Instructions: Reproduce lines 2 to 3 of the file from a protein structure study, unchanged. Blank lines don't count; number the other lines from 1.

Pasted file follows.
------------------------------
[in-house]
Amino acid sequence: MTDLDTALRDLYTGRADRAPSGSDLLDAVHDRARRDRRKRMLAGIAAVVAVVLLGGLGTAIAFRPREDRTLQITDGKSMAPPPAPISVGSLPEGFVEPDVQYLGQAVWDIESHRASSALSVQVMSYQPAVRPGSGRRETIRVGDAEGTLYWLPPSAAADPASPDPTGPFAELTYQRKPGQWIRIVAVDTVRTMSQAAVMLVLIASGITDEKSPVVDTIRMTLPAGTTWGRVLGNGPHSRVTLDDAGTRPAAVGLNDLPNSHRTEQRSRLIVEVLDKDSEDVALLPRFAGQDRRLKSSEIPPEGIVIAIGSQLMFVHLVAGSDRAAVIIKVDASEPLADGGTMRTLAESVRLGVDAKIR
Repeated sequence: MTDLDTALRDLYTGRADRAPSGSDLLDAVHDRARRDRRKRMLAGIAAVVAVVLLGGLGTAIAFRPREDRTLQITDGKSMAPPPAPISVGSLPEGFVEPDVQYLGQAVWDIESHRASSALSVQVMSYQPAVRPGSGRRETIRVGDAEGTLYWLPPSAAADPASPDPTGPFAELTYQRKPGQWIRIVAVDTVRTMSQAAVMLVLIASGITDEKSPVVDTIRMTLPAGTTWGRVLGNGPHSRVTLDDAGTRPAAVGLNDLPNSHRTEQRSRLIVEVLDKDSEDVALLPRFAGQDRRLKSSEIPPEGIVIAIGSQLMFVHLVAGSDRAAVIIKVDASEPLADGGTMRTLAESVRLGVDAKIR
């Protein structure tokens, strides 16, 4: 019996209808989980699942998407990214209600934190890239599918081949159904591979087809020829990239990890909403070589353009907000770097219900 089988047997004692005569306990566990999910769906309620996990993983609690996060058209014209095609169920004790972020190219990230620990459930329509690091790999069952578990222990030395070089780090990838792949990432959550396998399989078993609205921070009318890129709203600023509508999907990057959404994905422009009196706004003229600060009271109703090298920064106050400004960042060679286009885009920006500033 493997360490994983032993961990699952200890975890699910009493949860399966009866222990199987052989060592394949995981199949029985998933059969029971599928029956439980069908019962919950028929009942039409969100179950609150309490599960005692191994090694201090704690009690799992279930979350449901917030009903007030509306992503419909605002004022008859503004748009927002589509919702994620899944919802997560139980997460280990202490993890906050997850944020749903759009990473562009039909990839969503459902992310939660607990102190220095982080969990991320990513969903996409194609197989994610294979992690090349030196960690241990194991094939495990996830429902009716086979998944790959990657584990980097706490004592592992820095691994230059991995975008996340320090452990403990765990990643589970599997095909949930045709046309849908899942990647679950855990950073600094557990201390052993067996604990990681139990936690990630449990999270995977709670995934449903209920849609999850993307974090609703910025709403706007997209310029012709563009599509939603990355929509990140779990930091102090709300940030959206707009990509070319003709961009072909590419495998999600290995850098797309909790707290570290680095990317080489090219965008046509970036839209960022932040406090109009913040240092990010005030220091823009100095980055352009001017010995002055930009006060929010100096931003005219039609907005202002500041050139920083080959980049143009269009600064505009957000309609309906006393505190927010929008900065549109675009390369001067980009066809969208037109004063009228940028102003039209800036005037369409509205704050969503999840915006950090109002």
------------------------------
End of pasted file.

Amino acid sequence: MTDLDTALRDLYTGRADRAPSGSDLLDAVHDRARRDRRKRMLAGIAAVVAVVLLGGLGTAIAFRPREDRTLQITDGKSMAPPPAPISVGSLPEGFVEPDVQYLGQAVWDIESHRASSALSVQVMSYQPAVRPGSGRRETIRVGDAEGTLYWLPPSAAADPASPDPTGPFAELTYQRKPGQWIRIVAVDTVRTMSQAAVMLVLIASGITDEKSPVVDTIRMTLPAGTTWGRVLGNGPHSRVTLDDAGTRPAAVGLNDLPNSHRTEQRSRLIVEVLDKDSEDVALLPRFAGQDRRLKSSEIPPEGIVIAIGSQLMFVHLVAGSDRAAVIIKVDASEPLADGGTMRTLAESVRLGVDAKIR
Repeated sequence: MTDLDTALRDLYTGRADRAPSGSDLLDAVHDRARRDRRKRMLAGIAAVVAVVLLGGLGTAIAFRPREDRTLQITDGKSMAPPPAPISVGSLPEGFVEPDVQYLGQAVWDIESHRASSALSVQVMSYQPAVRPGSGRRETIRVGDAEGTLYWLPPSAAADPASPDPTGPFAELTYQRKPGQWIRIVAVDTVRTMSQAAVMLVLIASGITDEKSPVVDTIRMTLPAGTTWGRVLGNGPHSRVTLDDAGTRPAAVGLNDLPNSHRTEQRSRLIVEVLDKDSEDVALLPRFAGQDRRLKSSEIPPEGIVIAIGSQLMFVHLVAGSDRAAVIIKVDASEPLADGGTMRTLAESVRLGVDAKIR